For Sammi Lin ’24, who spent her summer in New York City working with urban farmers, including refugees from Burma, immigrants from East Africa and the Caribbean, and seventh-generation Americans reconnecting with agriculture, the lessons went much deeper than the soil.
“I feel like I’ve grown so much as a person beyond just developing my technical farming skills,” said Lin, an international agriculture and rural development major in the College of Agriculture and Life Sciences.
Lin was among 27 students who participated in the 2021 Cornell Cooperative Extension (CCE) Summer Internship program, engaging in purpose-driven science with communities across New York state.
From June to August, CCE county associations and Regional Agriculture Programs across the state hosted students from the CALS, the College of Human Ecology and the College of Arts and Sciences as they worked on projects that included enhancing soil management at community farms in New York City, co-locating solar and agricultural land use in the Southern Tier, facilitating and developing curriculum for a teen anti-racism group in the Hudson Valley, and analyzing farmers markets in the Finger Lakes.
“Working collaboratively, the students, Cornell faculty and CCE educators share up close, hands-on personal experiences that are mutually beneficial to each other as well as communities across New York state,” CCE Director Christopher Watkins said at the 2021 CCE Summer Internship Reception, held Sept. 29 in the Biotechnology Building.
At the reception, students, faculty and CCE mentors joined together to celebrate and reflect on what for many students described as life-changing experiences. The event also featured comments from Katherine McComas, vice provost for engagement and land-grant affairs; Rachel Dunifon, the Rebecca Q. and James C. Morgan Dean of the College of Human Ecology; and Ben Houlton, the Ronald P. Lynch Dean of CALS.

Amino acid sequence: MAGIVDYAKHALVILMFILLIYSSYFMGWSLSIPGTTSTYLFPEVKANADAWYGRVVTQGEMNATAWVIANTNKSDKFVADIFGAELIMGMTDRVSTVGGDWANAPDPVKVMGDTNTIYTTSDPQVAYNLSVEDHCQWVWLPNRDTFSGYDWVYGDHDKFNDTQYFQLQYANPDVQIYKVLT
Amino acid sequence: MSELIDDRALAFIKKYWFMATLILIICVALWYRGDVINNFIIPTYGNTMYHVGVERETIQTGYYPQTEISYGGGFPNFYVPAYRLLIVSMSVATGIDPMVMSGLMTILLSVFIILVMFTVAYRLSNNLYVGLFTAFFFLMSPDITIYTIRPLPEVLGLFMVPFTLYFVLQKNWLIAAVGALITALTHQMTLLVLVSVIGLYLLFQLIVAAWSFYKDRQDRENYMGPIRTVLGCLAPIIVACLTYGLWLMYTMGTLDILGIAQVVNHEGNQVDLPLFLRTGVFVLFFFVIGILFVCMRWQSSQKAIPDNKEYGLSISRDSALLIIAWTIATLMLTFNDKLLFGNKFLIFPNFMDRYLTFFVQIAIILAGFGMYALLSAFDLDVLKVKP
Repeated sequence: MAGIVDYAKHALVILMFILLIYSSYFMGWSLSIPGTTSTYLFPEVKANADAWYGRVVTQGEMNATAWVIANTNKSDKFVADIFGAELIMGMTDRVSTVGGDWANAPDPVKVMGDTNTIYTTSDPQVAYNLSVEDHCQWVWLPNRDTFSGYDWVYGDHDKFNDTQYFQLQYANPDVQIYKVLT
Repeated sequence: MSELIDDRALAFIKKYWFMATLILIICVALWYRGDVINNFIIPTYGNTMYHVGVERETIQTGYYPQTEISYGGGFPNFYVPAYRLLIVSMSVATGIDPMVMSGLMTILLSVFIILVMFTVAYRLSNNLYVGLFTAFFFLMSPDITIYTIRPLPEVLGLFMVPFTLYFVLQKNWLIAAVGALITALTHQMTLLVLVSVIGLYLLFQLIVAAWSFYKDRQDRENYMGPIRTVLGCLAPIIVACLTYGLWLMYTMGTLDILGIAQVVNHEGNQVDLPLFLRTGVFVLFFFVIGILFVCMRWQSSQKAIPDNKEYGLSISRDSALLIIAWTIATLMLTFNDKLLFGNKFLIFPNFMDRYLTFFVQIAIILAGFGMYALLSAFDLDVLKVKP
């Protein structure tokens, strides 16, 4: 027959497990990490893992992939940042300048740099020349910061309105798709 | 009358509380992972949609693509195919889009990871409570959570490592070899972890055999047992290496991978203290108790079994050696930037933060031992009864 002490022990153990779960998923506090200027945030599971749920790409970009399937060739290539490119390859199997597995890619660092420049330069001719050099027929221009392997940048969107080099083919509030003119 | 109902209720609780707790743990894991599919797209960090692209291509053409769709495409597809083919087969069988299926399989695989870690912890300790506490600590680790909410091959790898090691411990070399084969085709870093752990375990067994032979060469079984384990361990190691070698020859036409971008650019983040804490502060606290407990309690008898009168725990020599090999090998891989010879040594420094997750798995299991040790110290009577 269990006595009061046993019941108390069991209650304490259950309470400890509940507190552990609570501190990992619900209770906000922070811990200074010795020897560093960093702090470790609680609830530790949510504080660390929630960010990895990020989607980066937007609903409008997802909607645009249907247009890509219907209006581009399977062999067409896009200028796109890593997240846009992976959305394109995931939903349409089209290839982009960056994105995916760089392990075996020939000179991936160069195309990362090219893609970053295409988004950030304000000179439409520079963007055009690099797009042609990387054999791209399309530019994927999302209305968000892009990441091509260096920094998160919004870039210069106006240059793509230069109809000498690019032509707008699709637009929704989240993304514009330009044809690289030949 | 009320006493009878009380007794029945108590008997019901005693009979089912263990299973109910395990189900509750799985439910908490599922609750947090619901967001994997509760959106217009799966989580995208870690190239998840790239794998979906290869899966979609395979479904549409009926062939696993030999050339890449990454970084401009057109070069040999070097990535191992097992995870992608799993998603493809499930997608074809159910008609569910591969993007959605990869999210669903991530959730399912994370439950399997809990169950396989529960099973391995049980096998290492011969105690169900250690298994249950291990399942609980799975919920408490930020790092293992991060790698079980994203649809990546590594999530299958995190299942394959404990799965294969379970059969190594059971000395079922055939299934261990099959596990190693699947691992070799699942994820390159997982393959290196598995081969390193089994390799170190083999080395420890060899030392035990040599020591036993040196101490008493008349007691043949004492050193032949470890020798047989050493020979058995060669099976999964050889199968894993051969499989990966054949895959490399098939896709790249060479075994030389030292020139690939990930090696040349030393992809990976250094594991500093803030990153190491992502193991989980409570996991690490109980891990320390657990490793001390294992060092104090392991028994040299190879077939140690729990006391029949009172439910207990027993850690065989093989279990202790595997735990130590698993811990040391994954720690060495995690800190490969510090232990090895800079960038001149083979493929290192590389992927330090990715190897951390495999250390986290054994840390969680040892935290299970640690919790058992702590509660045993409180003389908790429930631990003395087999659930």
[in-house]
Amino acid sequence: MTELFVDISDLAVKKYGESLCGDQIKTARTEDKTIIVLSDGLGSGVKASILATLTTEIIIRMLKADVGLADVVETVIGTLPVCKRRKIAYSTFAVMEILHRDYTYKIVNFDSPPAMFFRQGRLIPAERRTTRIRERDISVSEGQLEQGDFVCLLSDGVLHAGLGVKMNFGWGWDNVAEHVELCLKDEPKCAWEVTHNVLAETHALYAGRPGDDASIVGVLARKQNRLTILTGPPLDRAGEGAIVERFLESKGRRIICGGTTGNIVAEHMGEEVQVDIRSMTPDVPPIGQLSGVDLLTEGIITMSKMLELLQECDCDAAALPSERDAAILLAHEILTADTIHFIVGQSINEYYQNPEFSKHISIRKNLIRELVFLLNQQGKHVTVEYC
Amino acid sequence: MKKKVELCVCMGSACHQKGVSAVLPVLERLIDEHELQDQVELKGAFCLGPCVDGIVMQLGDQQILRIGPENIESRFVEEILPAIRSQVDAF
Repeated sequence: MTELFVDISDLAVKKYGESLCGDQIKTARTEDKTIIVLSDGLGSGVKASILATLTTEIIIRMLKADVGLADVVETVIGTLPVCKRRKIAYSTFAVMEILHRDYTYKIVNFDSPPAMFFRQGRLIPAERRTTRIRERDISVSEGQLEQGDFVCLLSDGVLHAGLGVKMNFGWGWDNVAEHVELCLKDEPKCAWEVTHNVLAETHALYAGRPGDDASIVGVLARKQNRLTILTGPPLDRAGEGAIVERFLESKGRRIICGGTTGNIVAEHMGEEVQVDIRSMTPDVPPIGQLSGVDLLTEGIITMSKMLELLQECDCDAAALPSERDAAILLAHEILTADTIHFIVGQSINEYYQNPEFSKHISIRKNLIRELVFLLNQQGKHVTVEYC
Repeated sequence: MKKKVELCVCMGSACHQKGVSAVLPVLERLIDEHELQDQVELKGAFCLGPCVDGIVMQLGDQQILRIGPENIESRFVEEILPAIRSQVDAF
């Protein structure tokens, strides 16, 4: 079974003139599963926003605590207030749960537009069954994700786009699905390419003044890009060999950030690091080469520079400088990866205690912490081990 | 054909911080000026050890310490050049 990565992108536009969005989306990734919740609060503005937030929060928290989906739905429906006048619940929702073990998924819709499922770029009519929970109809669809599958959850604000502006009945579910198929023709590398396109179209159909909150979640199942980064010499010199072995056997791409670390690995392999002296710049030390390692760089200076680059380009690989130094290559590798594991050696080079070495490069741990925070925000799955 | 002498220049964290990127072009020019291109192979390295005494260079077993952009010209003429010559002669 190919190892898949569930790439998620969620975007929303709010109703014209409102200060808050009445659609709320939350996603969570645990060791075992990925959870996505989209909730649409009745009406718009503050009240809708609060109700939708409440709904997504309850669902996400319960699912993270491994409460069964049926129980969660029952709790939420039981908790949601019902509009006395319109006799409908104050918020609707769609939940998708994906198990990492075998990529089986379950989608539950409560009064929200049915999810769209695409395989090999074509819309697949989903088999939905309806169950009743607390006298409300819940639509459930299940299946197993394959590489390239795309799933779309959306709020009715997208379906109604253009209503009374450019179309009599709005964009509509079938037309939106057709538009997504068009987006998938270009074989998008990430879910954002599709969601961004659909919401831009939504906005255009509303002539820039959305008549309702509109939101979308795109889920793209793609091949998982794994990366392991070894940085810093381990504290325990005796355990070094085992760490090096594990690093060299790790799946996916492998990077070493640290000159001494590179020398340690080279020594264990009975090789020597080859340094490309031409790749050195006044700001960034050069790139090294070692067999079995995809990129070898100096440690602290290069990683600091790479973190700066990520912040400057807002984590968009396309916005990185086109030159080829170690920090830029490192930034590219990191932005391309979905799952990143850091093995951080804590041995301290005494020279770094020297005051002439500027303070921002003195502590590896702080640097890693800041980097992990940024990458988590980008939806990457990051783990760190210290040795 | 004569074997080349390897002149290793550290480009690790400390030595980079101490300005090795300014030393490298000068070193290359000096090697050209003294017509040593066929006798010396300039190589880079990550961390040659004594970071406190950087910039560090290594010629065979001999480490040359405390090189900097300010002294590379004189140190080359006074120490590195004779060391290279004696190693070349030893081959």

One summer, big impact
In New York City, Lin was joined on urban agriculture project by fellow agriculture and rural development major Kendra Cooper-Smith ’24. Their internship experience included two South Bronx farms located in the poorest congressional district in the United States.
“That’s where Sammi and Kendra tapped into the deep connection that exists between urban agriculture and community empowerment,” said their faculty adviser, Jenny Kao-Kniffin, associate professor in the School of Integrative Plant Science and an associate director of CCE. “They were hooked and have indicated they will be returning to join with these ambitious community partners next summer.”
In the Hudson Valley, Stephanie Jovel ’23, a psychology major in A&S, developed and facilitated curriculum for a teen anti-racism group made up of CCE Ulster County and CCE Orange County 4-H teens. The program was funded through a partnership with the David M. Einhorn Center for Community Engagement.
“It was my first time working with high schoolers, so I didn’t know what to really expect going in,” said Jovell, “but it was great – we all had the same kind energy and we were able to be get intimate and deep with our conversations.
“I think it really pushed me to be a leader,” she added. “And it helped illuminate a lot of things for me, especially what I’d like to do moving forward with my career.”
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